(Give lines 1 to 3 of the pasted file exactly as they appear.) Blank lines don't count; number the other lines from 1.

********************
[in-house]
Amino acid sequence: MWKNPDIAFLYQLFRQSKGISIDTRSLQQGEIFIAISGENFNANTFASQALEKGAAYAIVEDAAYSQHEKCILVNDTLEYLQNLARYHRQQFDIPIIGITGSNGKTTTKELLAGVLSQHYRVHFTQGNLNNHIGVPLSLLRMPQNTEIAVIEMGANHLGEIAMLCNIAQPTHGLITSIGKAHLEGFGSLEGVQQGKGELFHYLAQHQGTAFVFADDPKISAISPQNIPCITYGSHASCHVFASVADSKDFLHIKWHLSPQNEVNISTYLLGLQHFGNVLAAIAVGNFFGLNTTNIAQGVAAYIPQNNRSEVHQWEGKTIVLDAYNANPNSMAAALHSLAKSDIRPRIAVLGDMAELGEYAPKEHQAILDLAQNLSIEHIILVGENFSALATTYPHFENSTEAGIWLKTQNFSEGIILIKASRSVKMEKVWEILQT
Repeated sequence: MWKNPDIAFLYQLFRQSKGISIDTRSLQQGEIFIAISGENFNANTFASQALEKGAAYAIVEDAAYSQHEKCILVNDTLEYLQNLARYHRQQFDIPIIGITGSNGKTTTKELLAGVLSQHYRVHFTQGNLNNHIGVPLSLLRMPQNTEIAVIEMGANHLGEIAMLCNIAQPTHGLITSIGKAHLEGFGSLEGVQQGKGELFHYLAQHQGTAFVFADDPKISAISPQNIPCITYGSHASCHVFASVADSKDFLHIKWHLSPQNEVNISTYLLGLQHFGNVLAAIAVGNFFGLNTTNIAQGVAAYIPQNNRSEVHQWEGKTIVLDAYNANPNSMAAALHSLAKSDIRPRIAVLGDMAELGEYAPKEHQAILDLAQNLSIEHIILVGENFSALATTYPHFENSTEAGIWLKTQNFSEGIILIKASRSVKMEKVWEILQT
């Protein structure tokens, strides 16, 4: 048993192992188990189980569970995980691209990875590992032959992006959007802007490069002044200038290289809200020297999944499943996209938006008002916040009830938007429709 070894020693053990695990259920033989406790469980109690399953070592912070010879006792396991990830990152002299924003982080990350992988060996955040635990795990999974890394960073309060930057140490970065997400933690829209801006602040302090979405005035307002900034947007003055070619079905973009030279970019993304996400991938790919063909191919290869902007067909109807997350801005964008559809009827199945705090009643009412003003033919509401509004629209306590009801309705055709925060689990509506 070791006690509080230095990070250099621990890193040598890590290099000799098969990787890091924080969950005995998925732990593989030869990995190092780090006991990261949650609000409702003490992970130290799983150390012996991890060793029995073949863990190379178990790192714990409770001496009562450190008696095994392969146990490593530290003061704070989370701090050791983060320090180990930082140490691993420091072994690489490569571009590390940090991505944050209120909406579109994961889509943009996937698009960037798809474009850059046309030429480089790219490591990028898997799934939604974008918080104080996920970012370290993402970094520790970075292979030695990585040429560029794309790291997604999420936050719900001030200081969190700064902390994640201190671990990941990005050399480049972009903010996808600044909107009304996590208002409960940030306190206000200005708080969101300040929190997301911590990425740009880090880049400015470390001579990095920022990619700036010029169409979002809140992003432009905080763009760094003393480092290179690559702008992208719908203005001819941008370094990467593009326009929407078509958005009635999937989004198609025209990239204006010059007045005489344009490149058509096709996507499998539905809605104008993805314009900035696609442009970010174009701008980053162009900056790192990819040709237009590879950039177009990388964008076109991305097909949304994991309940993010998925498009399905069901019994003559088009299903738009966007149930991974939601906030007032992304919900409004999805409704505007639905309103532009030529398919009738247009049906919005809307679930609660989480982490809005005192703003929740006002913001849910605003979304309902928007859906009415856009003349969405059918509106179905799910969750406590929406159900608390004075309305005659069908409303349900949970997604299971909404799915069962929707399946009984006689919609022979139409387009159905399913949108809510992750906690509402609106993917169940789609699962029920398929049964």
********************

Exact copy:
[in-house]
Amino acid sequence: MWKNPDIAFLYQLFRQSKGISIDTRSLQQGEIFIAISGENFNANTFASQALEKGAAYAIVEDAAYSQHEKCILVNDTLEYLQNLARYHRQQFDIPIIGITGSNGKTTTKELLAGVLSQHYRVHFTQGNLNNHIGVPLSLLRMPQNTEIAVIEMGANHLGEIAMLCNIAQPTHGLITSIGKAHLEGFGSLEGVQQGKGELFHYLAQHQGTAFVFADDPKISAISPQNIPCITYGSHASCHVFASVADSKDFLHIKWHLSPQNEVNISTYLLGLQHFGNVLAAIAVGNFFGLNTTNIAQGVAAYIPQNNRSEVHQWEGKTIVLDAYNANPNSMAAALHSLAKSDIRPRIAVLGDMAELGEYAPKEHQAILDLAQNLSIEHIILVGENFSALATTYPHFENSTEAGIWLKTQNFSEGIILIKASRSVKMEKVWEILQT
Repeated sequence: MWKNPDIAFLYQLFRQSKGISIDTRSLQQGEIFIAISGENFNANTFASQALEKGAAYAIVEDAAYSQHEKCILVNDTLEYLQNLARYHRQQFDIPIIGITGSNGKTTTKELLAGVLSQHYRVHFTQGNLNNHIGVPLSLLRMPQNTEIAVIEMGANHLGEIAMLCNIAQPTHGLITSIGKAHLEGFGSLEGVQQGKGELFHYLAQHQGTAFVFADDPKISAISPQNIPCITYGSHASCHVFASVADSKDFLHIKWHLSPQNEVNISTYLLGLQHFGNVLAAIAVGNFFGLNTTNIAQGVAAYIPQNNRSEVHQWEGKTIVLDAYNANPNSMAAALHSLAKSDIRPRIAVLGDMAELGEYAPKEHQAILDLAQNLSIEHIILVGENFSALATTYPHFENSTEAGIWLKTQNFSEGIILIKASRSVKMEKVWEILQT